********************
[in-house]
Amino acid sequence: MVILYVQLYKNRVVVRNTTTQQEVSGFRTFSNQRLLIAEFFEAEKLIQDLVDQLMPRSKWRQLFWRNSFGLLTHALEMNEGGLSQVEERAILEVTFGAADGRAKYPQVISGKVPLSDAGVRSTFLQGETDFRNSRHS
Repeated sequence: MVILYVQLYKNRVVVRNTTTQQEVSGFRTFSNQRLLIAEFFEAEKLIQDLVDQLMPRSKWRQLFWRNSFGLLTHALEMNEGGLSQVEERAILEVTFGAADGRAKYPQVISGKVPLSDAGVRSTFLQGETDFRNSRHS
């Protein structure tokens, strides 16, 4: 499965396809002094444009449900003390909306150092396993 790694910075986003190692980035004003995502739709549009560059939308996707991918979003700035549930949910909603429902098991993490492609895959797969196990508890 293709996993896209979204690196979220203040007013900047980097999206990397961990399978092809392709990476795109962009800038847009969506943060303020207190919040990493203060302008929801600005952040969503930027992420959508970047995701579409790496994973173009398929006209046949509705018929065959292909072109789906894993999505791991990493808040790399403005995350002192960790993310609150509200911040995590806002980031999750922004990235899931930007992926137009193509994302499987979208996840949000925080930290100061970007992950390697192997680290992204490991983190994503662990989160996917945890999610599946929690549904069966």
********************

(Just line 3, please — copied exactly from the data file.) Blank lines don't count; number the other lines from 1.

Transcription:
Repeated sequence: MVILYVQLYKNRVVVRNTTTQQEVSGFRTFSNQRLLIAEFFEAEKLIQDLVDQLMPRSKWRQLFWRNSFGLLTHALEMNEGGLSQVEERAILEVTFGAADGRAKYPQVISGKVPLSDAGVRSTFLQGETDFRNSRHS